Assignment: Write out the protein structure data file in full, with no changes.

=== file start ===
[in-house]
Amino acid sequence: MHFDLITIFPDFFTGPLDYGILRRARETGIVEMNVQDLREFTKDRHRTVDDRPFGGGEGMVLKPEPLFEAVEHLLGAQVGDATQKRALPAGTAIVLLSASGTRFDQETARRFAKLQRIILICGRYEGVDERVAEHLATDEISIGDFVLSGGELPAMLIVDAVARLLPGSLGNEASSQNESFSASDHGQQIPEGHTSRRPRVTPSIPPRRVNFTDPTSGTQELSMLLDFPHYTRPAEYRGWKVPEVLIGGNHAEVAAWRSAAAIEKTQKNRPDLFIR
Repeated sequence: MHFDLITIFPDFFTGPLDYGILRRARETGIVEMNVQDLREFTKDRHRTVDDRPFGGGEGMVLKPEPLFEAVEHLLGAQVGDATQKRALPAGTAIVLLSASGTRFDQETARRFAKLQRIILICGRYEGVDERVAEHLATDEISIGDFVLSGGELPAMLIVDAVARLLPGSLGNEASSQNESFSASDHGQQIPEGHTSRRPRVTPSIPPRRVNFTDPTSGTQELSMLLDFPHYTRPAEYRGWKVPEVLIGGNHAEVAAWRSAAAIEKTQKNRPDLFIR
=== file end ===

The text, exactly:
[in-house]
Amino acid sequence: MHFDLITIFPDFFTGPLDYGILRRARETGIVEMNVQDLREFTKDRHRTVDDRPFGGGEGMVLKPEPLFEAVEHLLGAQVGDATQKRALPAGTAIVLLSASGTRFDQETARRFAKLQRIILICGRYEGVDERVAEHLATDEISIGDFVLSGGELPAMLIVDAVARLLPGSLGNEASSQNESFSASDHGQQIPEGHTSRRPRVTPSIPPRRVNFTDPTSGTQELSMLLDFPHYTRPAEYRGWKVPEVLIGGNHAEVAAWRSAAAIEKTQKNRPDLFIR
Repeated sequence: MHFDLITIFPDFFTGPLDYGILRRARETGIVEMNVQDLREFTKDRHRTVDDRPFGGGEGMVLKPEPLFEAVEHLLGAQVGDATQKRALPAGTAIVLLSASGTRFDQETARRFAKLQRIILICGRYEGVDERVAEHLATDEISIGDFVLSGGELPAMLIVDAVARLLPGSLGNEASSQNESFSASDHGQQIPEGHTSRRPRVTPSIPPRRVNFTDPTSGTQELSMLLDFPHYTRPAEYRGWKVPEVLIGGNHAEVAAWRSAAAIEKTQKNRPDLFIR